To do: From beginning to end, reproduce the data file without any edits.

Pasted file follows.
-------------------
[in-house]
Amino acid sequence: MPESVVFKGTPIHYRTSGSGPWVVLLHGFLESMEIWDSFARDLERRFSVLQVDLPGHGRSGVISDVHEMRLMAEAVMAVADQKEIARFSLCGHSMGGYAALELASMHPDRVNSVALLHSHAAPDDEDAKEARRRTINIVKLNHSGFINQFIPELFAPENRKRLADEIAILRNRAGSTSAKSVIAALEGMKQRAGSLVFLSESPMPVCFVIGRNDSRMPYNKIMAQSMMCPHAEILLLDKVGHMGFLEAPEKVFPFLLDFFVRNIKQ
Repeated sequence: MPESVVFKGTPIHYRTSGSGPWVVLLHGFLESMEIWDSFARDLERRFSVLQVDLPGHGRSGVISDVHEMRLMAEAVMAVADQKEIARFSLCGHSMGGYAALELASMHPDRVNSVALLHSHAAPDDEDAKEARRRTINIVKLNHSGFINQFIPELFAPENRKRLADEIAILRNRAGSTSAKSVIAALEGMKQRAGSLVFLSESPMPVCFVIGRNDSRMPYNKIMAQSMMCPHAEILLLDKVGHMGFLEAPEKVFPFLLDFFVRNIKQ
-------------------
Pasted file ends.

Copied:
[in-house]
Amino acid sequence: MPESVVFKGTPIHYRTSGSGPWVVLLHGFLESMEIWDSFARDLERRFSVLQVDLPGHGRSGVISDVHEMRLMAEAVMAVADQKEIARFSLCGHSMGGYAALELASMHPDRVNSVALLHSHAAPDDEDAKEARRRTINIVKLNHSGFINQFIPELFAPENRKRLADEIAILRNRAGSTSAKSVIAALEGMKQRAGSLVFLSESPMPVCFVIGRNDSRMPYNKIMAQSMMCPHAEILLLDKVGHMGFLEAPEKVFPFLLDFFVRNIKQ
Repeated sequence: MPESVVFKGTPIHYRTSGSGPWVVLLHGFLESMEIWDSFARDLERRFSVLQVDLPGHGRSGVISDVHEMRLMAEAVMAVADQKEIARFSLCGHSMGGYAALELASMHPDRVNSVALLHSHAAPDDEDAKEARRRTINIVKLNHSGFINQFIPELFAPENRKRLADEIAILRNRAGSTSAKSVIAALEGMKQRAGSLVFLSESPMPVCFVIGRNDSRMPYNKIMAQSMMCPHAEILLLDKVGHMGFLEAPEKVFPFLLDFFVRNIKQ